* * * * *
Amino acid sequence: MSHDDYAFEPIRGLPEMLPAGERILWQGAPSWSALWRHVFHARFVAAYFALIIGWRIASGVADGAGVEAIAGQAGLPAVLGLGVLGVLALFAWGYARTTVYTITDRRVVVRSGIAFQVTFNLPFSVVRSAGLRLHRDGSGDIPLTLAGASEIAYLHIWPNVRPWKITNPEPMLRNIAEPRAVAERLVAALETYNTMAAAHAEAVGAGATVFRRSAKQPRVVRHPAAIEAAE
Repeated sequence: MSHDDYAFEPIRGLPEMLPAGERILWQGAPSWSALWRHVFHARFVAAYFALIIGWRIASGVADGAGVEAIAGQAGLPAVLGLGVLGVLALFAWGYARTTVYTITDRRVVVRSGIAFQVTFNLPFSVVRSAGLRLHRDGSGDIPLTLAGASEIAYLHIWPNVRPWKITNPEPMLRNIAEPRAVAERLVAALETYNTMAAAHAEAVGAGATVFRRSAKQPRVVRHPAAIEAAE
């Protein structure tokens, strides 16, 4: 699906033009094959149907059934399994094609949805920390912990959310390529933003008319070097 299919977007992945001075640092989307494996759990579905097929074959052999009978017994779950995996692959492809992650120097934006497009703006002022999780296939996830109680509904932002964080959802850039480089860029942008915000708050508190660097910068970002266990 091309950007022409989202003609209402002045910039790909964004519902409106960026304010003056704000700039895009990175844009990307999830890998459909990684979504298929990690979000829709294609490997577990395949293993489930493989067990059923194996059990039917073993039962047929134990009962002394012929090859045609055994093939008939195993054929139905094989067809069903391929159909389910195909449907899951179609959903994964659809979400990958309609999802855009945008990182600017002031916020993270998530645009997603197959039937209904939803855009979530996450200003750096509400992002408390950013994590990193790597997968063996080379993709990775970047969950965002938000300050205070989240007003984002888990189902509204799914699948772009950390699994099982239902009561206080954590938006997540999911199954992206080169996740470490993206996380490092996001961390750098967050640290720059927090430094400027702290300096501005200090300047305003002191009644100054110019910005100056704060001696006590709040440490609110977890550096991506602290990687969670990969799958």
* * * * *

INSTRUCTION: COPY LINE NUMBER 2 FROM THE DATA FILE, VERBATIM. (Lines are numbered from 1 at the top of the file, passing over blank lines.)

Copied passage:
Repeated sequence: MSHDDYAFEPIRGLPEMLPAGERILWQGAPSWSALWRHVFHARFVAAYFALIIGWRIASGVADGAGVEAIAGQAGLPAVLGLGVLGVLALFAWGYARTTVYTITDRRVVVRSGIAFQVTFNLPFSVVRSAGLRLHRDGSGDIPLTLAGASEIAYLHIWPNVRPWKITNPEPMLRNIAEPRAVAERLVAALETYNTMAAAHAEAVGAGATVFRRSAKQPRVVRHPAAIEAAE